I was in New Orleans in early December of last year. I always make
a point of walking down Bourbon Street at least once each night I
am there. I was accompanied during one of these walks by a friend
of mine who has lived his entire life in the city. His observations
are always interesting; he can point things out that I might
otherwise miss. He was up to form on a night in question. "There,"
he said, nodding to a couple of young women chatting up a
middle-aged man on a sidewalk outside of what is now referred to as
a "gentleman's show bar." Behind them, a woman danced in naked
silhouette in a window covered by a sheet and illuminated by a
spotlight. "Them two don't match with that guy. They'll go across
the street" --- he nodded to a hotel, an upscale place catering to
well-padded expense accounts --- "and be out in an hour or so, be
back out here, pullin' the same ****." As my friend spoke, the trio
crossed the street, heading toward the hotel. He shook his head.
"You come back here in January, they'll be gone. Girls turn up
missin' around here all the time. No one knows where they go.
I had cause to reflect on this while reading MURDER IN SPOKANE.
Spokane, over a 10 year period, experienced a series of episodes
involving the murder and dumping of at least 18 women who were
known prostitutes. It was not until after August 1997, however,
when the bodies of two women were discovered on the same day, that
a task force was created for the purpose of identifying and
arresting the individual involved. Mark Fuhrman, the man who solved
the Simpson/Goldman and Moxley murders, provides an account of the
investigation that is shocking, but not for the reasons one might
The evidence, when laid out by Fuhrman, indicates that there were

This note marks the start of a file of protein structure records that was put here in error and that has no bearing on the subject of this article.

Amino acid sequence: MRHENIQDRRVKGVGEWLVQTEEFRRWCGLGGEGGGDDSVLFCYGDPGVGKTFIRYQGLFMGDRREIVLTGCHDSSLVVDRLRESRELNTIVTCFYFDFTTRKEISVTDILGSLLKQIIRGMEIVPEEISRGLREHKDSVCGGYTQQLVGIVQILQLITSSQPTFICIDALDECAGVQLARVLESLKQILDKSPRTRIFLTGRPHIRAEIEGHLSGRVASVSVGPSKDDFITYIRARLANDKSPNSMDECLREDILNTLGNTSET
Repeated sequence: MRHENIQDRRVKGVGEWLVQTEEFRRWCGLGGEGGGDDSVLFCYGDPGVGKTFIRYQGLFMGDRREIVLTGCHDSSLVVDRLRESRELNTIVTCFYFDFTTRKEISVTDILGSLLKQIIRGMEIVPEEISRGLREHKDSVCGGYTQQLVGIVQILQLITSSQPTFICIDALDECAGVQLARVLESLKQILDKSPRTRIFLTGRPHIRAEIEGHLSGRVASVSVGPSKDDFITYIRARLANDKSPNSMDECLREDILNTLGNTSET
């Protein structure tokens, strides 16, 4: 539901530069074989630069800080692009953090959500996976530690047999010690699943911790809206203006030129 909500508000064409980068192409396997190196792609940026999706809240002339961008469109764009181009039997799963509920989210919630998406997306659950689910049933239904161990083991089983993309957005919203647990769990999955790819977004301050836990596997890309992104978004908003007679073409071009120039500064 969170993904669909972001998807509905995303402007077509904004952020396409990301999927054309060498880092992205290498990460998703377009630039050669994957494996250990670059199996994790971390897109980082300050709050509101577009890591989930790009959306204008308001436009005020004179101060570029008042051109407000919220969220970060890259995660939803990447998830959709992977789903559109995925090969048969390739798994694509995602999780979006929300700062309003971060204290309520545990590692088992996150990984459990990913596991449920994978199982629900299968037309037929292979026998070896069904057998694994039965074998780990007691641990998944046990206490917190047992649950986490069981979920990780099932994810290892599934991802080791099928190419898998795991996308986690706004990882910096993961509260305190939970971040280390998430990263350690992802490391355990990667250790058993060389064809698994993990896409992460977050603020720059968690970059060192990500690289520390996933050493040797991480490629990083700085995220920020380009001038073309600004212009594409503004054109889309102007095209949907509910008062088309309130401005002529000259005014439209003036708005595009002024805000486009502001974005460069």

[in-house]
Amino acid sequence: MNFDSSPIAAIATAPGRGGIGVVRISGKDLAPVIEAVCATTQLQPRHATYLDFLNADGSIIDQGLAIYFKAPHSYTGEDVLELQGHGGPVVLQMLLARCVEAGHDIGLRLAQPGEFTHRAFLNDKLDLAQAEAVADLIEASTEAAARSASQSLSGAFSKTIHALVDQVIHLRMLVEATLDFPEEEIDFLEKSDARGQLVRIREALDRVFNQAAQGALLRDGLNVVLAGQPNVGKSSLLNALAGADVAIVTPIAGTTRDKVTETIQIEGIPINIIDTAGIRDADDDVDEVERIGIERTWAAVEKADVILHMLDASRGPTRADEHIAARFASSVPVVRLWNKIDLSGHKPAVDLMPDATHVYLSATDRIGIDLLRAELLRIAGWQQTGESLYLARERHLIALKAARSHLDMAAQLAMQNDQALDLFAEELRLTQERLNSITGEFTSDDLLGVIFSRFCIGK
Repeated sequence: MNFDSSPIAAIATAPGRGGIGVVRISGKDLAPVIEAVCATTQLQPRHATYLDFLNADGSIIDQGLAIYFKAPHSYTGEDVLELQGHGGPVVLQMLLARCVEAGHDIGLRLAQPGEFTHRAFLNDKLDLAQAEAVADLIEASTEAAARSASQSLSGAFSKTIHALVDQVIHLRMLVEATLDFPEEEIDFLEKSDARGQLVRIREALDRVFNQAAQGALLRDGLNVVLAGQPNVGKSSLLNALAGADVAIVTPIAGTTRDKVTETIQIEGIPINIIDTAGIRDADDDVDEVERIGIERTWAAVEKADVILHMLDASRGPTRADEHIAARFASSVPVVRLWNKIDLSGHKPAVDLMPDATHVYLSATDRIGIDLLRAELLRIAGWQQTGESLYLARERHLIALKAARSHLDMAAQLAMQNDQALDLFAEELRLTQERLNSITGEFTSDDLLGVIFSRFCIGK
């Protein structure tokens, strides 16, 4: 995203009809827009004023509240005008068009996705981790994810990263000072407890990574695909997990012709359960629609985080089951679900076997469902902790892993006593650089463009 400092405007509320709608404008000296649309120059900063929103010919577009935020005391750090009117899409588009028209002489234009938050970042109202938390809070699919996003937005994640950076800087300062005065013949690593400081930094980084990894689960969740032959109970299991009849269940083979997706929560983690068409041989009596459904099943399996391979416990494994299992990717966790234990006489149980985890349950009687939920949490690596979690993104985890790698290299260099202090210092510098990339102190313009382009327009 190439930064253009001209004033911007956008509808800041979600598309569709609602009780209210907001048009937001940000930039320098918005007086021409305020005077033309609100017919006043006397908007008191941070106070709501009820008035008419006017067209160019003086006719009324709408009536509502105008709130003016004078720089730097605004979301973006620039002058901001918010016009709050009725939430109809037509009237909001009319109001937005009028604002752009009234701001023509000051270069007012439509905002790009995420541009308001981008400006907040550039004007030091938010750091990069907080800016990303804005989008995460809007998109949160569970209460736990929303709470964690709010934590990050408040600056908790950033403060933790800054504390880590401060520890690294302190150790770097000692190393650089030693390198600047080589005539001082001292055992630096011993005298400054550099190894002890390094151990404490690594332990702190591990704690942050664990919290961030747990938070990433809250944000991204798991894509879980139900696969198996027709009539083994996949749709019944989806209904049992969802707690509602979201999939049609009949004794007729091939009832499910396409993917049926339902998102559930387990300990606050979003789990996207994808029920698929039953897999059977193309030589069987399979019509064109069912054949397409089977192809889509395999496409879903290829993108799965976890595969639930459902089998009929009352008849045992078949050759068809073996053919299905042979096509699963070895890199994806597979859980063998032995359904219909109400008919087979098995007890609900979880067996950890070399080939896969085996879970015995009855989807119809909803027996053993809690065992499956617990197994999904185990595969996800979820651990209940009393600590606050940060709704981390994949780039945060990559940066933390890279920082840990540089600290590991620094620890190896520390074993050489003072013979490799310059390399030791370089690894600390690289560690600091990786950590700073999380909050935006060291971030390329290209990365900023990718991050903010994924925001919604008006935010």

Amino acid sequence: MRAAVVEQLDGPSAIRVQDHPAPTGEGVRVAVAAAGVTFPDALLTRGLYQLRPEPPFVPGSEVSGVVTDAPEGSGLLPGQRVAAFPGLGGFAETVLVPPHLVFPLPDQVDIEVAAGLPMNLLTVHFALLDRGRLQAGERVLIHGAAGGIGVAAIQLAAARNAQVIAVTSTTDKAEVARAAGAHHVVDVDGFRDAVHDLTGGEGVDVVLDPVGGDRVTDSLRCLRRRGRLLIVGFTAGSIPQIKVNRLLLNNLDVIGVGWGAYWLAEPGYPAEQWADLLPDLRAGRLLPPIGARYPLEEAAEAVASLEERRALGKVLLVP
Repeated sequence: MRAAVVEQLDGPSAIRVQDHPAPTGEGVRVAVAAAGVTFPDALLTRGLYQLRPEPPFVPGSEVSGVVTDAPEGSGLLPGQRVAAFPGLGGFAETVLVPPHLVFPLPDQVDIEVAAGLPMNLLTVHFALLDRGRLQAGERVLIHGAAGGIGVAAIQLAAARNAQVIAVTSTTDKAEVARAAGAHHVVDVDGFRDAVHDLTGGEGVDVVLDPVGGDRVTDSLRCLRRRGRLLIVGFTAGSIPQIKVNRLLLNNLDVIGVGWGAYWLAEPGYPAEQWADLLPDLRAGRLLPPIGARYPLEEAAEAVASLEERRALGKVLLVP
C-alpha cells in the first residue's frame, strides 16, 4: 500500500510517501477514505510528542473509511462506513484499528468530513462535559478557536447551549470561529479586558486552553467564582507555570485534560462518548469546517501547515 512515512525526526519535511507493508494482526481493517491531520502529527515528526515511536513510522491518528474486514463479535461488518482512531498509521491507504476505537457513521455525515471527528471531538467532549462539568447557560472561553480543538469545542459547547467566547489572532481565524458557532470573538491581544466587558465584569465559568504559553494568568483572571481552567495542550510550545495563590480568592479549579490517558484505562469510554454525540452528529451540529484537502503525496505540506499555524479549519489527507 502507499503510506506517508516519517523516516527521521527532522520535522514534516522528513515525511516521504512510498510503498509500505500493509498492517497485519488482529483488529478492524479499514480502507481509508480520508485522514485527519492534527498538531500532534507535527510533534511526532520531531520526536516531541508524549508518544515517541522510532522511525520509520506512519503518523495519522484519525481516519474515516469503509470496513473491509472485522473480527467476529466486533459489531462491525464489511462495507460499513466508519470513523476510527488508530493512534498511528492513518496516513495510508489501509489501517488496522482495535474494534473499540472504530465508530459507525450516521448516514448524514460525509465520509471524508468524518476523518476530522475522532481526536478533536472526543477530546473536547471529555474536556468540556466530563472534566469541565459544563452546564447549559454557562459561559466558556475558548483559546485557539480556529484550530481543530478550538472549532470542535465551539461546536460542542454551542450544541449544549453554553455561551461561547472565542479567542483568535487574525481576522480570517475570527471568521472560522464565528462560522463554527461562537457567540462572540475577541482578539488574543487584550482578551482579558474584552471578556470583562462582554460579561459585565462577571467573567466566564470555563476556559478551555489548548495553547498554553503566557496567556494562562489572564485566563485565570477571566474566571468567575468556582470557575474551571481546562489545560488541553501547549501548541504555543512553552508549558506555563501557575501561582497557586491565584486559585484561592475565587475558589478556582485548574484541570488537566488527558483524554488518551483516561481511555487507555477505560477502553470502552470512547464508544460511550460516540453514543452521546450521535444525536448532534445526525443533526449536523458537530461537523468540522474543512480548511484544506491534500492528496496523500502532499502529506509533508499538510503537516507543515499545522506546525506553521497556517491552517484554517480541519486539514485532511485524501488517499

indications long before 1997 that the Spokane area had a
significant problem with a serial murderer. It was some time,
however, before significant attention was paid, due in no small
part to the fact that the murderer's victims were prostitutes. By
the time a task force was named, there had already been several
victims. What Fuhrman demonstrates is that the Spokane police had
the opportunity to catch the murderer several times within two
months after the August 1997 discoveries and had possession of
evidence that could have led to his arrest and conviction. The
eventual arrest did not come until some three years --- and several
more murders --- later. Fuhrman's account demonstrates that the
problem was that the Spokane police relied too much on computers
and forensics and not enough on good, old-fashioned police work.
The individual eventually arrested and convicted of the crimes did
not arouse more than incidental suspicion until he declined a
voluntary blood test, yet the evidence necessary to convict him had
been in the possession of the police for years.
MURDER IN SPOKANE succeeds both as a real world mystery and as a
statement. It is a documentary as to how crimes are solved ---
whether by good police work or by winning ugly. It also is a
statement as to how the invisible among us --- those on the
sidewalk, to whom we afford a passing glance but little else ---
can be tragically separated and culled, without our even noticing.
It is unfortunate and sad and true. By the way, the women I
mentioned outside the club...They were nowhere to be seen by
Reviewed by Joe Hartlaub on January 22, 2011